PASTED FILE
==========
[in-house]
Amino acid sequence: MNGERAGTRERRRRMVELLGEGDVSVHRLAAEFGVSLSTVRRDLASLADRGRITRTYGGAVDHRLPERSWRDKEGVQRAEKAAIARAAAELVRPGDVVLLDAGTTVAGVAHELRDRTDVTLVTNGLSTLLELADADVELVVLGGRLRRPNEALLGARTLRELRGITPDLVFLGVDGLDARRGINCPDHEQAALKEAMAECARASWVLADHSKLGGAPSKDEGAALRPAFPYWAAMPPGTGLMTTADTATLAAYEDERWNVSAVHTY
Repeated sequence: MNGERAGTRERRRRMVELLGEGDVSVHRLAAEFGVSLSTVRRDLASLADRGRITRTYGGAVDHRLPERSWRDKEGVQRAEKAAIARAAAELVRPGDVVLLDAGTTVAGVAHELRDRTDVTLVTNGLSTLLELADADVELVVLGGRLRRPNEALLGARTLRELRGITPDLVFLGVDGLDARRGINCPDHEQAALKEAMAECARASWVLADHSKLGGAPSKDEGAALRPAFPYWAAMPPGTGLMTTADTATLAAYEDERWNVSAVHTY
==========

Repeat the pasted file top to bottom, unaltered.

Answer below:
[in-house]
Amino acid sequence: MNGERAGTRERRRRMVELLGEGDVSVHRLAAEFGVSLSTVRRDLASLADRGRITRTYGGAVDHRLPERSWRDKEGVQRAEKAAIARAAAELVRPGDVVLLDAGTTVAGVAHELRDRTDVTLVTNGLSTLLELADADVELVVLGGRLRRPNEALLGARTLRELRGITPDLVFLGVDGLDARRGINCPDHEQAALKEAMAECARASWVLADHSKLGGAPSKDEGAALRPAFPYWAAMPPGTGLMTTADTATLAAYEDERWNVSAVHTY
Repeated sequence: MNGERAGTRERRRRMVELLGEGDVSVHRLAAEFGVSLSTVRRDLASLADRGRITRTYGGAVDHRLPERSWRDKEGVQRAEKAAIARAAAELVRPGDVVLLDAGTTVAGVAHELRDRTDVTLVTNGLSTLLELADADVELVVLGGRLRRPNEALLGARTLRELRGITPDLVFLGVDGLDARRGINCPDHEQAALKEAMAECARASWVLADHSKLGGAPSKDEGAALRPAFPYWAAMPPGTGLMTTADTATLAAYEDERWNVSAVHTY